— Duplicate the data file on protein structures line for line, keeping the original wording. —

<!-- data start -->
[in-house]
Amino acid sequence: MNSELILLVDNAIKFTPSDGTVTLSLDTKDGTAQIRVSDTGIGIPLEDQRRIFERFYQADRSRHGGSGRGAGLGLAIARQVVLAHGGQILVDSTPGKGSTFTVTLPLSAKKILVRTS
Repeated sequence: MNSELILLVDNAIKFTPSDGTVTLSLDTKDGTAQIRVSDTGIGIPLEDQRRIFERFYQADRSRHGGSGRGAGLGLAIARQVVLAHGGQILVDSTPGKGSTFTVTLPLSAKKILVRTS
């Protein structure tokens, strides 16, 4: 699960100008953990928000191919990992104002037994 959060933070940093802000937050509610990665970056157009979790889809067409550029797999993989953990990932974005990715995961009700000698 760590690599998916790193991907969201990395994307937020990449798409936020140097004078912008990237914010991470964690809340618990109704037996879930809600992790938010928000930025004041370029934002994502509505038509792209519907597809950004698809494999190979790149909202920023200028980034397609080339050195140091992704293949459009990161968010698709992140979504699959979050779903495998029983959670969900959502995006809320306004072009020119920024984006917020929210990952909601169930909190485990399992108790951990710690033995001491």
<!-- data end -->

[in-house]
Amino acid sequence: MNSELILLVDNAIKFTPSDGTVTLSLDTKDGTAQIRVSDTGIGIPLEDQRRIFERFYQADRSRHGGSGRGAGLGLAIARQVVLAHGGQILVDSTPGKGSTFTVTLPLSAKKILVRTS
Repeated sequence: MNSELILLVDNAIKFTPSDGTVTLSLDTKDGTAQIRVSDTGIGIPLEDQRRIFERFYQADRSRHGGSGRGAGLGLAIARQVVLAHGGQILVDSTPGKGSTFTVTLPLSAKKILVRTS
């Protein structure tokens, strides 16, 4: 699960100008953990928000191919990992104002037994 959060933070940093802000937050509610990665970056157009979790889809067409550029797999993989953990990932974005990715995961009700000698 760590690599998916790193991907969201990395994307937020990449798409936020140097004078912008990237914010991470964690809340618990109704037996879930809600992790938010928000930025004041370029934002994502509505038509792209519907597809950004698809494999190979790149909202920023200028980034397609080339050195140091992704293949459009990161968010698709992140979504699959979050779903495998029983959670969900959502995006809320306004072009020119920024984006917020929210990952909601169930909190485990399992108790951990710690033995001491």